Save Toshi Review

Save Toshi Review

Aug 29, 2011

After it’s discovered that a demon dies every time mega-popstar Toshi dances, the demons kidnap her to ensure that she never shakes her hips again! Before the world becomes overrun with hellspawn, someone needs to get her to the dance floor.

By firing tennis balls, you can topple pillars, move blocks and rotate set pieces to help push, slide and fling Toshi onto the dance floor. Solve the puzzle under a par number of shots, and you’ve got yourself a perfect score. Save Toshi’s puzzles get very challenging, and there are some I’m still not sure how to solve. Some require just one, carefully aimed shot while others require multiple, rapid shots. And then, there’s always the element of chaos, just to keep you guessing.

While saving the world requires saving Toshi, it also requires listening to her banter. In some cases, simply resisting the urge to fling tennis balls at her head can be the hardest part of the game. “It’s good to be back,” Toshi says, after I accidentally knock her into the water. “Are you blind?” she demands to know, after accidentally striking her with a tennis ball. “I’m alive! It’s a miracle!” she says after sliding off an ice platform and drowning, once again. Then, as she gets flung into the air, screaming, “SAYONARA!” I can’t help but laugh. As she coughs and sputters before exclaiming, “I think I swallowed some water,” while her voice tends towards a more annoying blend of Pikachu and Carol Kane (especially if you recall Kane’s role in the movie Scrooged), I find it impressive that the developers gave her such a variety of reactions. Thankfully, they also included the option to turn her voice off, if you’ve decided you’ve had enough.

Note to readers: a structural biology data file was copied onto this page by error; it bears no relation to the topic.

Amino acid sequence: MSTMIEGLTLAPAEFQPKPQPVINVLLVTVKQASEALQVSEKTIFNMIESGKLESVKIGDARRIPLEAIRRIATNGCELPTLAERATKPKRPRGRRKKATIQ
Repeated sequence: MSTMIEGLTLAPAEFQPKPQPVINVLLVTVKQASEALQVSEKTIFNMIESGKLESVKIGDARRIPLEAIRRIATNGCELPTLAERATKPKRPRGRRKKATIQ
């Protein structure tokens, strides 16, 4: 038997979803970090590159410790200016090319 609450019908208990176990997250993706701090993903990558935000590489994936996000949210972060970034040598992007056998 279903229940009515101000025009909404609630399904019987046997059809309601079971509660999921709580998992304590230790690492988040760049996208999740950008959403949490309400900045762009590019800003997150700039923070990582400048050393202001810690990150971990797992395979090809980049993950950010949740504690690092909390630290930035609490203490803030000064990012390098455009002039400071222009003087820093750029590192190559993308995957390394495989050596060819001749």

Before you go rushing off to install Save Toshi, however, you should know a few things that happen outside of the game. Things like a notification ad that pops up, asking if you’d like to install other games and an app called “Heyzap” which would appear to be an OpenFeint-like social gaming network. While I really don’t mind in-game advertisements for a free game, this all seemed to go over the top, in my opinion.

Other considerations to take into account include the graphics being slightly stretched to fit the resolution of an Android screen — this is an iOS port, after all. And while the first level pack, consisting of 20 levels, is free, you can purchase the remaining 4 pack for a total of US$2.99. Thankfully, it relies on the Android Market’s in-app purchasing system, so it worked without a hitch. Alternatively, you can get the whole game for free by going through the built-in Tapjoy offer-wall.

Despite the odd ad placements, this really is a fun game. And keep in mind, you won’t even see the ads if you purchase the additional level packs. So, if you’re looking for some eccentric, physics-based puzzle fun, this might be the game for you. Save Toshi, save the world.

Save Toshi Review Rundown

Graphics/Sound - The visuals are good, as simple as they are, but the stretching to fit the game on an Android screen is obvious. Toshi's character animation is fluid, but the model could use a little more detail. The sound isn't perfect, either. It's hard to tell what Toshi is saying, even when speaking relatively decent English. Nice touch putting her in a different outfit at the end of each level pack, though.
Controls - I found that my aim was spot on, most of the time. Other times, trying to pan or zoom accidently fired off a ball or two, ruining my score and forcing me to restart the level.
Gameplay - Very addictive and a lot of fun. Like a lot of physics-based games, it's a very simple mechanic that sucks you in and keeps you playing until there's nothing left.
Replay Value - Trying figure out how to get a perfect score by solving the puzzles in as few shots as possible keeps me coming back for more.
Overall - Save Toshi is a good game that, unfortunately, will probably turn people off because of the bizarre ad placement. Hopefully, they'll look past that and allow themselves to get as hooked as I did on the fun gameplay, and maybe even purchase the additional levels, getting rid of the ads altogether.

App available on the Google Play Store »

Dale Culp
Dale Culp has been writing about video games in print and on the web for the better part of the last 10 years. From the Atari 2600 to the Xbox 360 and beyond, he's covered just about everything. You'll find his work in places such as,,, and even
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